The election is getting close, and we are being bombarded with competing policies – Labor is pushing one which is indefensible. They intend to stop employees claiming a tax deduction for voluntary superannuation contributions.
Until recently people were prohibited from claiming a tax deduction for additional personal concessional contributions if an employer was contributing for them.
The result was the complex 10% rule, introduced to assist doctors who did a small amount of work outside the practice. As the rules stood then, even a small payment from a hospital, from which superannuation had been deducted, denied the doctor the right to claim a tax deduction for contributions made from their main source of income.
So the government created the 10% rule, which allowed people to claim a tax deduction for their own contributions provided their external income represented no more than 10% of their gross income.
The system became inequitable. A sole trader could make additional personal contributions and claim a tax deduction, but their employees could not. There was a loophole if their employer was prepared to offer salary sacrifice, enabling their employees to contribute part of their gross pay as an additional superannuation contribution.
Even if you were one of the lucky employees with access to salary sacrifice, you could still find yourself with problems. Some unscrupulous employers took the opportunity to treat the extra salary sacrifice contributions as part of their 9.5% compulsory superannuation obligation, conning their employees by reducing their compulsory contribution.
But generally, the outcome was that employees of companies that offered salary sacrifice were better off than those working for businesses where it was not offered.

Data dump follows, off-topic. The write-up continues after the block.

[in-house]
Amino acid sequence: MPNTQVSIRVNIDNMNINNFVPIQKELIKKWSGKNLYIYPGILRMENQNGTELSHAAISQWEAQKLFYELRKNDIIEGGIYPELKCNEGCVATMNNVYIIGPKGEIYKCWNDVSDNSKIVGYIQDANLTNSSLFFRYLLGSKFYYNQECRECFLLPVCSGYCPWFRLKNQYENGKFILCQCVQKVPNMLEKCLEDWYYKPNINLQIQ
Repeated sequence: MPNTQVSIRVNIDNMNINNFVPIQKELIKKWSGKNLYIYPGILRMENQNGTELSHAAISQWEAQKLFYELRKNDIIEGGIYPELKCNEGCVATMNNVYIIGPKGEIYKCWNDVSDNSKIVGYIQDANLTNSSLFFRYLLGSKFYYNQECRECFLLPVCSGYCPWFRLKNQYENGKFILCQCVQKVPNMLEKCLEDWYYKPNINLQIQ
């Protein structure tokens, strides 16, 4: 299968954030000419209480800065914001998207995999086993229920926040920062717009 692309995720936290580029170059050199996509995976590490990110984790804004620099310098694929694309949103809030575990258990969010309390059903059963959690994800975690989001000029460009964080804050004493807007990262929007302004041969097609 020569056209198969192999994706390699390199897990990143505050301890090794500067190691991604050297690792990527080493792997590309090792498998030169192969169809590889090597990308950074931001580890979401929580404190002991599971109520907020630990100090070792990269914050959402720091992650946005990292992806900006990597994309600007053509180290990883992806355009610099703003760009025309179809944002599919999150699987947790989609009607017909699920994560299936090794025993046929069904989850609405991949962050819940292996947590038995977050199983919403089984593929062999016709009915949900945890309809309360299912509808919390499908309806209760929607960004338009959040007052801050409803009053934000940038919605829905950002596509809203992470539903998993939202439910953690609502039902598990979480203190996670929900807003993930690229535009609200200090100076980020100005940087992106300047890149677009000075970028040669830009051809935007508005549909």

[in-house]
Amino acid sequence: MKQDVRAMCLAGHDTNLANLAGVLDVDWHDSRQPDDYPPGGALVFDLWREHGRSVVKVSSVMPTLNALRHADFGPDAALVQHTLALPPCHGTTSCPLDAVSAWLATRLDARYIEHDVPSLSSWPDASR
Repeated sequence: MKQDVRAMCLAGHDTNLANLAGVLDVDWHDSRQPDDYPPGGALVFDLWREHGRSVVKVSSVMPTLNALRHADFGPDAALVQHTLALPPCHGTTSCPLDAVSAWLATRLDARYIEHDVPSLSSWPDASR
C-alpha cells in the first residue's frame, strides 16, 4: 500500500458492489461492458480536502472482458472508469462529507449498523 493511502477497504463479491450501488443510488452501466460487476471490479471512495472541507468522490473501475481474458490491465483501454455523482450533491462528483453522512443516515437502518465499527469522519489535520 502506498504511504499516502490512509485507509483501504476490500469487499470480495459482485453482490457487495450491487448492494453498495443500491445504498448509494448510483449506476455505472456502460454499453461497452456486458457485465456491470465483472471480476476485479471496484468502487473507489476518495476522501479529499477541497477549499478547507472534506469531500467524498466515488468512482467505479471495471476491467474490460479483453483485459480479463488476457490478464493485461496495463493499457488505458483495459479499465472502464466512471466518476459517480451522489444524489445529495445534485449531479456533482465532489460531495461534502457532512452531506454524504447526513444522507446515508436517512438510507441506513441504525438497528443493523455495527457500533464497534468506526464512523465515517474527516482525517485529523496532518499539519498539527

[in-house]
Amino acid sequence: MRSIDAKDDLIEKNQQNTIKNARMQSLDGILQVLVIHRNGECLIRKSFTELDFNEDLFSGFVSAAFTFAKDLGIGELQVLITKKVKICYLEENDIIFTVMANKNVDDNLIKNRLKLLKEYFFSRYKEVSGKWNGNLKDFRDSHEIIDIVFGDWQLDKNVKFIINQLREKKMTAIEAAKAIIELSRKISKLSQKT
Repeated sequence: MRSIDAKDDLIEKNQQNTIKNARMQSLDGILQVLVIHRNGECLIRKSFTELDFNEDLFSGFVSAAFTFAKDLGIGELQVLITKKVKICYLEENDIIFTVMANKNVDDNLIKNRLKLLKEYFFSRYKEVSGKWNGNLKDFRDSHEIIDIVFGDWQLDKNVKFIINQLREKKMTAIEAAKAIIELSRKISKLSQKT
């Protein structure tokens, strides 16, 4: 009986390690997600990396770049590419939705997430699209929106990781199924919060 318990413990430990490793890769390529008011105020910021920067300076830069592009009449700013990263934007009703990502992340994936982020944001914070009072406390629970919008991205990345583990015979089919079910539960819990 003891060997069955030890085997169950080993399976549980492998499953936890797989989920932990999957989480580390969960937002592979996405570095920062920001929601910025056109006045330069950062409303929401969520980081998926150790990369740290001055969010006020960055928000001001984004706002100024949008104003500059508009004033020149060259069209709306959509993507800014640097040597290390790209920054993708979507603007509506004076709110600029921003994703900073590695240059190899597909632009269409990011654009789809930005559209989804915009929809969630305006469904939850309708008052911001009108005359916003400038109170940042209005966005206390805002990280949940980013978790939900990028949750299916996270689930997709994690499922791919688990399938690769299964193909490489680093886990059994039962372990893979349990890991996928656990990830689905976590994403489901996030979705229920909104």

Finally, thanks to the Coalition government, all taxpayers were given equality. From 1 July 2017 everybody has had the opportunity to make additional superannuation contributions up to the concessional limit of $25,000 a year (including employer contributions) and claim a tax deduction.
Now Labor, despite always rattling on about inequality, and claiming to be the champion of women, is threatening to reverse this long overdue and essential changes to the rules. They want to bring back the 10% rule, and revert to a system in which certain privileged employees got an effective tax deduction through salary sacrifice while less fortunate ones missed out. Where is the logic in that?
Maybe there’s a hint on the Labor website, which points out that only 2.3% of taxpayers made $25,000 or more of concessional contributions in 2012–13. But that’s not relevant. The new rules allowing all employees to make concessional contributions only took effect from July 2017. Before then, most employees were prohibited from making additional tax-deductible contributions – so of course there were very few extra deductible contributions! It’s a flawed proposal, based on flawed logic.